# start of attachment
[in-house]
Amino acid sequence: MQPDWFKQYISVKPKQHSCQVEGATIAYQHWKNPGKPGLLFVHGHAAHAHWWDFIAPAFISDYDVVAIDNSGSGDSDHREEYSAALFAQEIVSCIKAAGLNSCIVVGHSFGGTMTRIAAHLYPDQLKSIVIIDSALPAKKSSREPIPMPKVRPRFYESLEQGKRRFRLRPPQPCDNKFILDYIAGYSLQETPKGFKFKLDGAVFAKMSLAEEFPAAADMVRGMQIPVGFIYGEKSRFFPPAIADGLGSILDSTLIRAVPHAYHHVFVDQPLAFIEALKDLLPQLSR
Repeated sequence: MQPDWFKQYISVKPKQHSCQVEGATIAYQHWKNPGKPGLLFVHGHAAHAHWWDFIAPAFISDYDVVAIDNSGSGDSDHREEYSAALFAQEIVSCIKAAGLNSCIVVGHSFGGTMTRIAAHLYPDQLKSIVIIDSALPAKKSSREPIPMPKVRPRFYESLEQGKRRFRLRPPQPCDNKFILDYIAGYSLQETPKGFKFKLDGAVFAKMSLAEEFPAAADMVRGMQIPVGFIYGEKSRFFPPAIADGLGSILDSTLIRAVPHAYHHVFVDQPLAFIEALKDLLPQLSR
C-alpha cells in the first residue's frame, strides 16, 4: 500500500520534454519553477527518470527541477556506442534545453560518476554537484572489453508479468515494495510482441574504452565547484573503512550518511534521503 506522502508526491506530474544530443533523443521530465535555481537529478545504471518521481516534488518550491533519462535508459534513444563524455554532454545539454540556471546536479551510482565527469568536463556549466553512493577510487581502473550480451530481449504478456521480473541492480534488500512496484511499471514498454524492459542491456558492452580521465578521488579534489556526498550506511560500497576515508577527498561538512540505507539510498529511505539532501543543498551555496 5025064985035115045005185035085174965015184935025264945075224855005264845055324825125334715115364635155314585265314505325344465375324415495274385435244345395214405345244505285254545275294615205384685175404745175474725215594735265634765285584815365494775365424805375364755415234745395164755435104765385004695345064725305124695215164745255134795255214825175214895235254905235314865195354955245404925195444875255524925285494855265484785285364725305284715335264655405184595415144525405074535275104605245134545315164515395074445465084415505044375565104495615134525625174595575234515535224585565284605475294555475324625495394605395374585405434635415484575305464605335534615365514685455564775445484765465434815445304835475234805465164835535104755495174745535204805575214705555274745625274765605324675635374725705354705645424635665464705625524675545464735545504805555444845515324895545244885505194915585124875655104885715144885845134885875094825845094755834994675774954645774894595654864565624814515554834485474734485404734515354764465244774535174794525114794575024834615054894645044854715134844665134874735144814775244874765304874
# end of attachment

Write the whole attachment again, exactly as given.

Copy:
[in-house]
Amino acid sequence: MQPDWFKQYISVKPKQHSCQVEGATIAYQHWKNPGKPGLLFVHGHAAHAHWWDFIAPAFISDYDVVAIDNSGSGDSDHREEYSAALFAQEIVSCIKAAGLNSCIVVGHSFGGTMTRIAAHLYPDQLKSIVIIDSALPAKKSSREPIPMPKVRPRFYESLEQGKRRFRLRPPQPCDNKFILDYIAGYSLQETPKGFKFKLDGAVFAKMSLAEEFPAAADMVRGMQIPVGFIYGEKSRFFPPAIADGLGSILDSTLIRAVPHAYHHVFVDQPLAFIEALKDLLPQLSR
Repeated sequence: MQPDWFKQYISVKPKQHSCQVEGATIAYQHWKNPGKPGLLFVHGHAAHAHWWDFIAPAFISDYDVVAIDNSGSGDSDHREEYSAALFAQEIVSCIKAAGLNSCIVVGHSFGGTMTRIAAHLYPDQLKSIVIIDSALPAKKSSREPIPMPKVRPRFYESLEQGKRRFRLRPPQPCDNKFILDYIAGYSLQETPKGFKFKLDGAVFAKMSLAEEFPAAADMVRGMQIPVGFIYGEKSRFFPPAIADGLGSILDSTLIRAVPHAYHHVFVDQPLAFIEALKDLLPQLSR
C-alpha cells in the first residue's frame, strides 16, 4: 500500500520534454519553477527518470527541477556506442534545453560518476554537484572489453508479468515494495510482441574504452565547484573503512550518511534521503 506522502508526491506530474544530443533523443521530465535555481537529478545504471518521481516534488518550491533519462535508459534513444563524455554532454545539454540556471546536479551510482565527469568536463556549466553512493577510487581502473550480451530481449504478456521480473541492480534488500512496484511499471514498454524492459542491456558492452580521465578521488579534489556526498550506511560500497576515508577527498561538512540505507539510498529511505539532501543543498551555496 5025064985035115045005185035085174965015184935025264945075224855005264845055324825125334715115364635155314585265314505325344465375324415495274385435244345395214405345244505285254545275294615205384685175404745175474725215594735265634765285584815365494775365424805375364755415234745395164755435104765385004695345064725305124695215164745255134795255214825175214895235254905235314865195354955245404925195444875255524925285494855265484785285364725305284715335264655405184595415144525405074535275104605245134545315164515395074445465084415505044375565104495615134525625174595575234515535224585565284605475294555475324625495394605395374585405434635415484575305464605335534615365514685455564775445484765465434815445304835475234805465164835535104755495174745535204805575214705555274745625274765605324675635374725705354705645424635665464705625524675545464735545504805555444845515324895545244885505194915585124875655104885715144885845134885875094825845094755834994675774954645774894595654864565624814515554834485474734485404734515354764465244774535174794525114794575024834615054894645044854715134844665134874735144814775244874765304874